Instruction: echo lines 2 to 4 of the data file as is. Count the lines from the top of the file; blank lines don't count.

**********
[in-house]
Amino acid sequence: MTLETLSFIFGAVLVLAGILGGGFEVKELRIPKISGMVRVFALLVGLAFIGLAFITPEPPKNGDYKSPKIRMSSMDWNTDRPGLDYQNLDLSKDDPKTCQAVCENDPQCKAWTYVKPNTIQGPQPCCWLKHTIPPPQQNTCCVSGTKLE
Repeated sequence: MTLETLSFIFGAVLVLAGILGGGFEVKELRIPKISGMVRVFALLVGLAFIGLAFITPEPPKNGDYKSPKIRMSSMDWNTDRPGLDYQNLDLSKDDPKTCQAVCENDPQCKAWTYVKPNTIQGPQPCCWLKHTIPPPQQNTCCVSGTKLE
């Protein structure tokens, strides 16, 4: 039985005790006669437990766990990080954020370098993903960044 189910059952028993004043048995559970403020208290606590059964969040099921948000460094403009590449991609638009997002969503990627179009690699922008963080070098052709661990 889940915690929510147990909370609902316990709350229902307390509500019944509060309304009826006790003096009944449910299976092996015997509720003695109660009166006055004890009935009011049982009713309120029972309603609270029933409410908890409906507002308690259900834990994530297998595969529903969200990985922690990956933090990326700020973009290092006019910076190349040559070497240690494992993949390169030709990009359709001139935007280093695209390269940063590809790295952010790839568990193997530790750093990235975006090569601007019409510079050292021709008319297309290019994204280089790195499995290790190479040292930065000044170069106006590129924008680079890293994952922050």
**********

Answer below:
Amino acid sequence: MTLETLSFIFGAVLVLAGILGGGFEVKELRIPKISGMVRVFALLVGLAFIGLAFITPEPPKNGDYKSPKIRMSSMDWNTDRPGLDYQNLDLSKDDPKTCQAVCENDPQCKAWTYVKPNTIQGPQPCCWLKHTIPPPQQNTCCVSGTKLE
Repeated sequence: MTLETLSFIFGAVLVLAGILGGGFEVKELRIPKISGMVRVFALLVGLAFIGLAFITPEPPKNGDYKSPKIRMSSMDWNTDRPGLDYQNLDLSKDDPKTCQAVCENDPQCKAWTYVKPNTIQGPQPCCWLKHTIPPPQQNTCCVSGTKLE
């Protein structure tokens, strides 16, 4: 039985005790006669437990766990990080954020370098993903960044 189910059952028993004043048995559970403020208290606590059964969040099921948000460094403009590449991609638009997002969503990627179009690699922008963080070098052709661990 889940915690929510147990909370609902316990709350229902307390509500019944509060309304009826006790003096009944449910299976092996015997509720003695109660009166006055004890009935009011049982009713309120029972309603609270029933409410908890409906507002308690259900834990994530297998595969529903969200990985922690990956933090990326700020973009290092006019910076190349040559070497240690494992993949390169030709990009359709001139935007280093695209390269940063590809790295952010790839568990193997530790750093990235975006090569601007019409510079050292021709008319297309290019994204280089790195499995290790190479040292930065000044170069106006590129924008680079890293994952922050």